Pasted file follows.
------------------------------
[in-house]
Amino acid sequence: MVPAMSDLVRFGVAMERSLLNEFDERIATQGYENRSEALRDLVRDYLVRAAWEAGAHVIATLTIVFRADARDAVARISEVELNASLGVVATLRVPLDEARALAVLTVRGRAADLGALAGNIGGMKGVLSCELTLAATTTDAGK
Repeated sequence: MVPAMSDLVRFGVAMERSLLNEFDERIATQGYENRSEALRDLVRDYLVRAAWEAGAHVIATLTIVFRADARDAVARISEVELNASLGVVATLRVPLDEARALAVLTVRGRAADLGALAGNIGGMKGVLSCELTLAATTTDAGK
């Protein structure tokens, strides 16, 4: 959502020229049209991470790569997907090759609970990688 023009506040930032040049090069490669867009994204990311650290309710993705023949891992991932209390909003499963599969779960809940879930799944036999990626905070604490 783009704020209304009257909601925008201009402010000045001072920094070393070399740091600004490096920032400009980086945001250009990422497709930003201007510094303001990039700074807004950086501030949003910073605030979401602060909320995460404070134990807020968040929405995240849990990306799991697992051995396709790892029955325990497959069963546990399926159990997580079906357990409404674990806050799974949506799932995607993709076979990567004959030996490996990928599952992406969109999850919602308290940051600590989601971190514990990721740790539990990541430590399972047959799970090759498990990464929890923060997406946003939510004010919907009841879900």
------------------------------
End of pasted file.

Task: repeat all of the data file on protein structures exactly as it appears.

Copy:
[in-house]
Amino acid sequence: MVPAMSDLVRFGVAMERSLLNEFDERIATQGYENRSEALRDLVRDYLVRAAWEAGAHVIATLTIVFRADARDAVARISEVELNASLGVVATLRVPLDEARALAVLTVRGRAADLGALAGNIGGMKGVLSCELTLAATTTDAGK
Repeated sequence: MVPAMSDLVRFGVAMERSLLNEFDERIATQGYENRSEALRDLVRDYLVRAAWEAGAHVIATLTIVFRADARDAVARISEVELNASLGVVATLRVPLDEARALAVLTVRGRAADLGALAGNIGGMKGVLSCELTLAATTTDAGK
């Protein structure tokens, strides 16, 4: 959502020229049209991470790569997907090759609970990688 023009506040930032040049090069490669867009994204990311650290309710993705023949891992991932209390909003499963599969779960809940879930799944036999990626905070604490 783009704020209304009257909601925008201009402010000045001072920094070393070399740091600004490096920032400009980086945001250009990422497709930003201007510094303001990039700074807004950086501030949003910073605030979401602060909320995460404070134990807020968040929405995240849990990306799991697992051995396709790892029955325990497959069963546990399926159990997580079906357990409404674990806050799974949506799932995607993709076979990567004959030996490996990928599952992406969109999850919602308290940051600590989601971190514990990721740790539990990541430590399972047959799970090759498990990464929890923060997406946003939510004010919907009841879900």